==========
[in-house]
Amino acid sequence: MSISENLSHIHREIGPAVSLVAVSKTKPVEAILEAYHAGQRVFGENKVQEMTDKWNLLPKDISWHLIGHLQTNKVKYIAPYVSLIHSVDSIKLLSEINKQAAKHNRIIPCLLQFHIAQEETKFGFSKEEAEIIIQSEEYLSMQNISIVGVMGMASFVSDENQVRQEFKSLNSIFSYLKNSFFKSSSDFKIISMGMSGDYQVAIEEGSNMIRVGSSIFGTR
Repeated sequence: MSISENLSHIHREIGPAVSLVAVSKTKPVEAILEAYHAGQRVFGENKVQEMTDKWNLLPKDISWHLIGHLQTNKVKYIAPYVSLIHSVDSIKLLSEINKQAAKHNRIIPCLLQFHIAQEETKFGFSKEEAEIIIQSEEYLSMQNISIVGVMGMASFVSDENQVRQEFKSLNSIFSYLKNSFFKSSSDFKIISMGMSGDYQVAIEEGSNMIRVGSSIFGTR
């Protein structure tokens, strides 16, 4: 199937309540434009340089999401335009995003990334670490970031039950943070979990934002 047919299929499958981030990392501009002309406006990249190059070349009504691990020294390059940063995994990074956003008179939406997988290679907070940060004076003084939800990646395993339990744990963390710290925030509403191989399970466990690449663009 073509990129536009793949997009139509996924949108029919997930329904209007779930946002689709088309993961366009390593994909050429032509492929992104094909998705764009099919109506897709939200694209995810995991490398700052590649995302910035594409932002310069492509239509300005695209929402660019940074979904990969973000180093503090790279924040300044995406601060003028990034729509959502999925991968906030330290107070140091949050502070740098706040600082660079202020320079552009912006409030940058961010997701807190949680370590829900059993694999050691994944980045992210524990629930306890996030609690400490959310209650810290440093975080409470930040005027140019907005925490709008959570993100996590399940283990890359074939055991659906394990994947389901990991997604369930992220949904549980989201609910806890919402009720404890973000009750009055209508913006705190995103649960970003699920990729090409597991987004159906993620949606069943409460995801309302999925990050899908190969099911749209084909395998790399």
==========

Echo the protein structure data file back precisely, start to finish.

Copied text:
[in-house]
Amino acid sequence: MSISENLSHIHREIGPAVSLVAVSKTKPVEAILEAYHAGQRVFGENKVQEMTDKWNLLPKDISWHLIGHLQTNKVKYIAPYVSLIHSVDSIKLLSEINKQAAKHNRIIPCLLQFHIAQEETKFGFSKEEAEIIIQSEEYLSMQNISIVGVMGMASFVSDENQVRQEFKSLNSIFSYLKNSFFKSSSDFKIISMGMSGDYQVAIEEGSNMIRVGSSIFGTR
Repeated sequence: MSISENLSHIHREIGPAVSLVAVSKTKPVEAILEAYHAGQRVFGENKVQEMTDKWNLLPKDISWHLIGHLQTNKVKYIAPYVSLIHSVDSIKLLSEINKQAAKHNRIIPCLLQFHIAQEETKFGFSKEEAEIIIQSEEYLSMQNISIVGVMGMASFVSDENQVRQEFKSLNSIFSYLKNSFFKSSSDFKIISMGMSGDYQVAIEEGSNMIRVGSSIFGTR
């Protein structure tokens, strides 16, 4: 199937309540434009340089999401335009995003990334670490970031039950943070979990934002 047919299929499958981030990392501009002309406006990249190059070349009504691990020294390059940063995994990074956003008179939406997988290679907070940060004076003084939800990646395993339990744990963390710290925030509403191989399970466990690449663009 073509990129536009793949997009139509996924949108029919997930329904209007779930946002689709088309993961366009390593994909050429032509492929992104094909998705764009099919109506897709939200694209995810995991490398700052590649995302910035594409932002310069492509239509300005695209929402660019940074979904990969973000180093503090790279924040300044995406601060003028990034729509959502999925991968906030330290107070140091949050502070740098706040600082660079202020320079552009912006409030940058961010997701807190949680370590829900059993694999050691994944980045992210524990629930306890996030609690400490959310209650810290440093975080409470930040005027140019907005925490709008959570993100996590399940283990890359074939055991659906394990994947389901990991997604369930992220949904549980989201609910806890919402009720404890973000009750009055209508913006705190995103649960970003699920990729090409597991987004159906993620949606069943409460995801309302999925990050899908190969099911749209084909395998790399």